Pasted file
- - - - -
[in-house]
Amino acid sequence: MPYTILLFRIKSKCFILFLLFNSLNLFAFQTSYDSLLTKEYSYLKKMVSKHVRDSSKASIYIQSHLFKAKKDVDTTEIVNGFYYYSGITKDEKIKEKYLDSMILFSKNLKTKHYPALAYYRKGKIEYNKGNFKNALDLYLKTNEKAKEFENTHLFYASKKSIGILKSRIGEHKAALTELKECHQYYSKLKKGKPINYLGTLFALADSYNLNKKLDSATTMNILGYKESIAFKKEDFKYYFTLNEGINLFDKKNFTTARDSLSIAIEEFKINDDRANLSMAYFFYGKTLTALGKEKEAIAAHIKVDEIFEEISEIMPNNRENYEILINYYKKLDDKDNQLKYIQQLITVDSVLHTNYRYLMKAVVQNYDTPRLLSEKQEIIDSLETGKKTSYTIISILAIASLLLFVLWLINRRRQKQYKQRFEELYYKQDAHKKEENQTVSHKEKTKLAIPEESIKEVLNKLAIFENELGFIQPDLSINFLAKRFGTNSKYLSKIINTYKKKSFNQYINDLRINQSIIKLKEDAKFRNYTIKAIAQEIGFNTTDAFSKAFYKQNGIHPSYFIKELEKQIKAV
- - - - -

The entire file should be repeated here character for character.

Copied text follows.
[in-house]
Amino acid sequence: MPYTILLFRIKSKCFILFLLFNSLNLFAFQTSYDSLLTKEYSYLKKMVSKHVRDSSKASIYIQSHLFKAKKDVDTTEIVNGFYYYSGITKDEKIKEKYLDSMILFSKNLKTKHYPALAYYRKGKIEYNKGNFKNALDLYLKTNEKAKEFENTHLFYASKKSIGILKSRIGEHKAALTELKECHQYYSKLKKGKPINYLGTLFALADSYNLNKKLDSATTMNILGYKESIAFKKEDFKYYFTLNEGINLFDKKNFTTARDSLSIAIEEFKINDDRANLSMAYFFYGKTLTALGKEKEAIAAHIKVDEIFEEISEIMPNNRENYEILINYYKKLDDKDNQLKYIQQLITVDSVLHTNYRYLMKAVVQNYDTPRLLSEKQEIIDSLETGKKTSYTIISILAIASLLLFVLWLINRRRQKQYKQRFEELYYKQDAHKKEENQTVSHKEKTKLAIPEESIKEVLNKLAIFENELGFIQPDLSINFLAKRFGTNSKYLSKIINTYKKKSFNQYINDLRINQSIIKLKEDAKFRNYTIKAIAQEIGFNTTDAFSKAFYKQNGIHPSYFIKELEKQIKAV